Videogame aesthetics and Steampunk stylings are pounded into an indigestible pulp in “Tai Chi Zero.” A tediously frenetic kung-fu action-comedy about a 19th-century Chinese village under threat from encroaching industrialists, this first installment in a big-budget trilogy starring Olympic gold-winning martial artist Jayden Yuan manages the curious feat of being at once relentlessly energetic and almost continually uninvolving; the title more or less sums up the amount of pleasure to be had here. Though offshore prospects look slim, the pic has performed well on the mainland since September, with sequel “Tai Chi Hero” due out later this month.Hong Kong helmer Stephen Fung strikes an off-puttingly cartoonish note at the outset, opening with a hyperstylized desert battle setpiece in which Yang Luchan (Yuan), a bumbling but gifted fighter whose nickname is “the Freak,” goes ballistic on opposing Qing dynasty forces. Luchan’s crazed, Popeye-like prowess is triggered any time someone punches the ugly horn protruding from his forehead, which could be the death of him if used too often. An army doctor sends Luchan to Chen Village to learn a special form of kung fu that won’t threaten his well-being. Yet Master Chen, the village leader, is nowhere to be found, and none of the supremely gifted warriors who make up the local population is willing to teach their secrets to this dopey outsider. Least willing of all is Chen’s beautiful daughter, Yuniang (Angelababy), who spends much of the pic either rebuffing Luchan or smacking him around, though he does manage to crib a few moves with the help of a friendly older villager (Tony Leung Ka-fai). A far less good-natured outcast is Fang Zijing (Eddie Peng), Yuniang’s betrothed, who grew up in Chen Village but, to his great resentment, was never taught kung fu like everyone else was. Now a forward-thinking, European-educated industrialist, Zijing tries to convince the locals to allow the expansion of China’s railroad into their territory; when he’s laughed out of town, he seeks revenge by teaming with fetching East India Co. rep Claire Heathrow (Mandy Lieu). Together they show up in a massive, iron-clad contraption whose Steampunk-influenced machinery has the power to lay waste to the village. While the ensuing tale culminates in a victory for ancient Eastern tradition over newfangled Western technology, “Tai Chi Zero” is nothing if not a zippy postmodern object. As a director, Fung has the maddening temperament of an ADD-afflicted child prankster; falling stylistically somewhere between a Looney Tunes short, “Scott Pilgrim vs. the World” and the vastly superior martial-arts comedies of helmer Stephen Chow (“Kung Fu Hustle,” “Shaolin Soccer”), the film repeatedly treats its own artifice as if it were some kind of goofy joke. Luchan’s backstory is covered in a short, monochrome sequence pointlessly filmed in the style of a silent movie (and featuring a brief turn by Taiwanese star Shu Qi as the boy’s mother). The characters and the actors playing them are introduced via ridiculously comprehensive onscreen text; extras, meanwhile, are labeled with question marks. Martial-arts moves are painstakingly identified and diagrammed, as if knowing the name and type of kung fu being practiced were a substitute for well-directed action. After about five minutes of this, viewers are likely to feel exhausted. Surrounded by an ensemble of seasoned performers, Yuan makes little impression in a one-note village-idiot role; as the feisty Yuniang, Hong Kong model-actress Angelababy supplies what little rooting interest there is. The English-language romantic exchanges between Zijing and Claire in particular are painfully goopy to listen to, made more cringe-worthy by terrible dubbing. Despite its obvious expense, the picture looks cheap and disposable. Luckily, the whooshing camerawork rarely slows down to linger on the production design anyway. Although the film is being released in 3D in Asia and the U.S., the version reviewed was in 2D. End credits include preview clips from “Tai Chi Hero,” which looks marginally more engaging than its predecessor; it could scarcely be less than “Zero.”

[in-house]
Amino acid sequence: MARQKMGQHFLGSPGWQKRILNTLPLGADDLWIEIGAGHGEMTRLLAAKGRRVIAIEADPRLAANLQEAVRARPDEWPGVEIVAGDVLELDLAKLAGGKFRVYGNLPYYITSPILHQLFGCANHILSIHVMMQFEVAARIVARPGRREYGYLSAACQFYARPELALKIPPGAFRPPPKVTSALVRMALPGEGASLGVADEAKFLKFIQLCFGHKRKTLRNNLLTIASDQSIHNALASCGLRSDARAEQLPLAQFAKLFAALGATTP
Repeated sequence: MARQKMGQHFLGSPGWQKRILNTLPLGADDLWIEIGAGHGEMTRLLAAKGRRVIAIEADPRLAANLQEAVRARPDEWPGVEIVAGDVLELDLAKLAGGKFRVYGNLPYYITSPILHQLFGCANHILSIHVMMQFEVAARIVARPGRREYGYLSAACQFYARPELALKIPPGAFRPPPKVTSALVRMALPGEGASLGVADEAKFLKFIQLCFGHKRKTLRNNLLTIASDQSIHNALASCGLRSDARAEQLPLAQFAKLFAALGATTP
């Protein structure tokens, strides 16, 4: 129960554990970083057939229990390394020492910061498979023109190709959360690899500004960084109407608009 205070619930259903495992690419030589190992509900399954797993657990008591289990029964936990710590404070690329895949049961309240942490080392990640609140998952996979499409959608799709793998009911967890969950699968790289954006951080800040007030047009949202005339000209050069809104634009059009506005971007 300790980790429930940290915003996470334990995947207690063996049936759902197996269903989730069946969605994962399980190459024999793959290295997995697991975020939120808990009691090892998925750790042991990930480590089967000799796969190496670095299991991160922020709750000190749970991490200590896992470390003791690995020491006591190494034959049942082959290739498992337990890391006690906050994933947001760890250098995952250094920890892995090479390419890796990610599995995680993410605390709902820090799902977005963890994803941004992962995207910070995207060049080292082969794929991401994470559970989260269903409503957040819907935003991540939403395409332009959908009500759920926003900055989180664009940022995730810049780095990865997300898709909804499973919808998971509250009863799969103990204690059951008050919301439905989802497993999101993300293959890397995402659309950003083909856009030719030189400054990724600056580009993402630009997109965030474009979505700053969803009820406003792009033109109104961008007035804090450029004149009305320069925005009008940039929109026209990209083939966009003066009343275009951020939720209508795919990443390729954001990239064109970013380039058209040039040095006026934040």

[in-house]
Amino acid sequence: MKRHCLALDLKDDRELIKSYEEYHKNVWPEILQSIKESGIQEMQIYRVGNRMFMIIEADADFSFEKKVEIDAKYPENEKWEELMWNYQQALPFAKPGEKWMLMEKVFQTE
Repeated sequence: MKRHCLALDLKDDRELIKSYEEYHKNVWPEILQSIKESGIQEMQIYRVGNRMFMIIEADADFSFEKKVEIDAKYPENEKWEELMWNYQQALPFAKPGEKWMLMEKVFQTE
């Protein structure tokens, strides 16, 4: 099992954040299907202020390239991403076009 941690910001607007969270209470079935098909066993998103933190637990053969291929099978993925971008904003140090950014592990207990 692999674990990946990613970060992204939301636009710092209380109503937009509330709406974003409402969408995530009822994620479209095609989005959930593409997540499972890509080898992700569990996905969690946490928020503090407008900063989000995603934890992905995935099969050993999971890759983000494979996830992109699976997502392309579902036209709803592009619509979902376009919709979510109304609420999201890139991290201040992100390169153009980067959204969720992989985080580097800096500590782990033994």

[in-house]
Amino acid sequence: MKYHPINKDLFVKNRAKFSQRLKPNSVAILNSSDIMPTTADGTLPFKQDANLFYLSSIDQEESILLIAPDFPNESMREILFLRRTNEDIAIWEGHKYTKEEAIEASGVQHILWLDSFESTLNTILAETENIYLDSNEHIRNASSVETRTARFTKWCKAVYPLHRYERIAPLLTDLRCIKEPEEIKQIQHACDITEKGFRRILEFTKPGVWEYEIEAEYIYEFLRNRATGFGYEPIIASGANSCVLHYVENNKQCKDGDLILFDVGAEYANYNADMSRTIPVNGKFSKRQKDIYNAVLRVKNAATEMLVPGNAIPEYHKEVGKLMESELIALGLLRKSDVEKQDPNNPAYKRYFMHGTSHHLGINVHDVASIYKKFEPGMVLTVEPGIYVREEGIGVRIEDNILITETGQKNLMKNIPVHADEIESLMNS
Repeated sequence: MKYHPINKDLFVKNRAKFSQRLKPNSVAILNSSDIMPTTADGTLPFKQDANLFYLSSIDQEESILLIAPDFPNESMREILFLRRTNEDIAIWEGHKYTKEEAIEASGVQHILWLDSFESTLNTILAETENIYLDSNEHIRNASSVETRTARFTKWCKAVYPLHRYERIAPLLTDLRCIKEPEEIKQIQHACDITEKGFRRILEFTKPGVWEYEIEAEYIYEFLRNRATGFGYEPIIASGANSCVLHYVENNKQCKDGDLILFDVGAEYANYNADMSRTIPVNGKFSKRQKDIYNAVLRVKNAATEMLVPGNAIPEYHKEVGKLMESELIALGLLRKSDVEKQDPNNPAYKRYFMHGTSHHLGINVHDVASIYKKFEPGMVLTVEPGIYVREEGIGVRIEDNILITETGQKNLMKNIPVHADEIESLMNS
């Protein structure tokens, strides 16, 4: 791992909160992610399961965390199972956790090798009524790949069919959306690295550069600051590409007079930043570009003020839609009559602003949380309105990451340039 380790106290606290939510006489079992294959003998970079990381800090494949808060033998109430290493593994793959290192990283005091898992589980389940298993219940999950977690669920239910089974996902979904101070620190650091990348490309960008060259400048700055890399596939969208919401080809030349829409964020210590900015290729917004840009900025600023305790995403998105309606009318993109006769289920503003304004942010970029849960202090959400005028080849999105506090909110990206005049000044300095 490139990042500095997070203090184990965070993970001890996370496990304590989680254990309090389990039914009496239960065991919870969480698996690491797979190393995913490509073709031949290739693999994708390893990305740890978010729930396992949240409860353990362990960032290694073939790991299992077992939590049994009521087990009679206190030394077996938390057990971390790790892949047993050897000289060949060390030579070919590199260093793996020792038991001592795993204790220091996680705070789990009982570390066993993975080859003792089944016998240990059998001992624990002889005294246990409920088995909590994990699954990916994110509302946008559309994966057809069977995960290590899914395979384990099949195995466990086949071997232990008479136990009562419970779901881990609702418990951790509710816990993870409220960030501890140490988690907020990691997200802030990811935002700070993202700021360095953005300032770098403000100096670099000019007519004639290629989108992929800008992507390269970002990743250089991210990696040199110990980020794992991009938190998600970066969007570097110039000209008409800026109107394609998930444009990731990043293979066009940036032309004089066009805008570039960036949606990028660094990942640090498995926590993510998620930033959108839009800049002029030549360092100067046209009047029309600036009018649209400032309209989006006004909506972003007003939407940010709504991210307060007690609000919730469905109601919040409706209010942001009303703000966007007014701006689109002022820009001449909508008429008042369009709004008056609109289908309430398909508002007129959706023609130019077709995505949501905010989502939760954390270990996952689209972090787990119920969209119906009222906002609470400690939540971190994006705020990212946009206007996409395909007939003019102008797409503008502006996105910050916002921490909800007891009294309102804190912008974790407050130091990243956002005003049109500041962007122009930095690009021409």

A Well Go USA Entertainment and Variance Films (in U.S.)/Huayi Brothers Media Corp. (in China) release of a Huayi Brothers Media Corp., Huayi Brothers Intl. presentation in association with Shanghai Stone-Capital Culture Investment, Hunan Richland Culture Media Venture Partnership of a Diversion Pictures production. Produced by Wang Zhongjun, Wang Liqun, Zhu Jing. Executive producers, Wang Zhonglei, Chen Kuofu. Co-executive producers, Zhang Dajun, Stephen Fung, Daniel Wu. Directed by Stephen Fung. Screenplay, Cheng Hsiao Tse, Zhang Jialu; story, Chen Kuofu.
Camera (color, widescreen), Ngor Chi Kwan, Lai Yiu Fai, Du Jie; editors, Cheng Hsiao Tse, Matthew Hui, Zhang Jialu, Zhang Weili; music, Katsunori Ishida; production designer, Yip Kam Tim; art director, Tim Yip; costume designer, Liu Zuoquan; sound (Dolby Digital), Li Tao; supervising sound editor, Nopawat Likitwong; re-recording mixers, Traithep Wongpaiboon, Likitwong; special effects supervisors, To Kwok Keung, Chan Shing, Cheung Shui Kim; visual effects supervisors, Chau Chau Chi Shing, Kim Ho Pui Kin, Ng Yuen Fai, A Law; visual effects, Fat Face Prod., Beijing Miracle Film & TV Co., CNFX, Menfond Electronic Art & Computer Design Co.; action director, Sammo Hung; associate producers, Bernard Yang, Helen Li, Ken Wu, David Chan; assistant directors, Eddy Yeung Kwok Wai, Lo Kim Wah, Chan Wai Hung, Liu Chuan-hui; casting, Kang Zueqing. Reviewed at Venice Film Festival (noncompeting), Aug. 29, 2012. (Also in Toronto Film Festival -- Special Presentations; Fantastic Fest; Busan Film Festival.) Running time: 95 MIN.
Jayden Yuan, Angelababy, Eddie Peng, Tony Leung Ka-fai, Shu Qi, Andrew Lau, Mandy Lieu. (Mandarin, English dialogue)